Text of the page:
Creating a Positive Performance Change


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Hi my name is Glenn and I am a recovering “glass half empty-aholic.” I have worked diligently over time to change my outlook. I have been very successful, but at times I still fall back to focus on what did not work versus what did work.

I bring this up because lately I have been confronted with management continuing to find only fault without applauding any success. Business leaders, who live in the 30-day cycle, quickly forget what someone did for the last three months as soon as they have a bad month.

We are all guilty at one time or another of not praising our employees. There are studies stating that successful companies praise their employees four times as much as they deliver negative feedback.

What would your ratio be? Mine is three and climbing. It is not easy but you have to remind yourself to compliment people when you can.

If I tasked everyone who reads this to find something positive to say to each of your employees this week, I bet you could. If I tasked you to do it each day, you may think I am crazy, but you could do it.

Even saying, “thanks for getting that report on time, it helped me,” is enough.

I’m not sure why management feels it is necessary to only focus on flaws. Do a great job and it is expected. Miss a goal by a bit and it is the end of the world.

Now you may think I am exaggerating, but if you thought about it, you can all picture someone from past work experiences that may be the person I described above. That person may even be you.

It is time to understand that learning is a process. I know some of my fellow performance consultants in the industry are getting their responses set, “if you miss sales goals, it is your own fault,” “hitting goals means a winner, anything else is a loser.”

I am not saying management condones incompetence. What I am saying is that if you have a salesperson or employee who HAS been successful and then they begin to miss goals, there is a reason and YOU as management need to get in there and help them figure it out. Telling them to “pick up their numbers” does nothing to help them.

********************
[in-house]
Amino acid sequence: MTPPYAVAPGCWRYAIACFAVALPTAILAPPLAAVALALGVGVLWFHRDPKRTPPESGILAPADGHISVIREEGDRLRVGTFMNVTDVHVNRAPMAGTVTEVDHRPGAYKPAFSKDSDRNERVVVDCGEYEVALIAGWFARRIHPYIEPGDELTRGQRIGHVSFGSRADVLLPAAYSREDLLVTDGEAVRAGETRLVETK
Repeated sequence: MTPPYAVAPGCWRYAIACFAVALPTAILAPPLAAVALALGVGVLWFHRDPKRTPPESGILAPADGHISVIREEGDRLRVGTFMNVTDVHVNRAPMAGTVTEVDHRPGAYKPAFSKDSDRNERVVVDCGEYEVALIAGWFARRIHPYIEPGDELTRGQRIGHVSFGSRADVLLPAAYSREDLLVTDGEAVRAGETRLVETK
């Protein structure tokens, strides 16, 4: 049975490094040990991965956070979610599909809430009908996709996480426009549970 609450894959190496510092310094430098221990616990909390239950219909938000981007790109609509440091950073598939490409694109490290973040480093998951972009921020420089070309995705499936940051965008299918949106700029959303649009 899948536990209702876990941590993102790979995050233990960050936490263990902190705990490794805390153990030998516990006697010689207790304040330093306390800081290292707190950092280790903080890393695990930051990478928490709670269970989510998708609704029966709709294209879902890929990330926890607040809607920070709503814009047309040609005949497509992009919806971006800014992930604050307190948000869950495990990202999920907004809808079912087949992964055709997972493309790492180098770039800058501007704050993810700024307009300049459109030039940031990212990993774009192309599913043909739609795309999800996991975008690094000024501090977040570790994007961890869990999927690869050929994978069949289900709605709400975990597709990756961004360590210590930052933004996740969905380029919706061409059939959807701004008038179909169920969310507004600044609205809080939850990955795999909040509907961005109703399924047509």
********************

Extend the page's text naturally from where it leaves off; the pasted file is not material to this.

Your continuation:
3 Ways to Turn Around Performance

  • Have the person walk you through what they have been currently doing in detail. Compare that to the process they were doing when they were successful and see where the difference is.
  • Engage them in a discussion of why they changed behavior. Point out how the new behavior is not getting results and get them focused on the behavior that was successful.
  • Follow up repeatedly over the next few days and weeks to make sure they are back on track.

It is a small investment of your time but it will have great impact. It is cheaper to get in and re-train someone than it is to hire someone new.

Finally, if the employee continues to not put in the correct effort, then they are putting you in a position to document their poor performance and escalate disciplinary action until they no longer are a part of your team.

I have seen many more successful turnarounds than I have seen terminations if the management lends a hand. It builds morale that you are there for your team and you are willing to roll your sleeves up and help.

Let me know your thoughts.

Republished with author's permission from original post.


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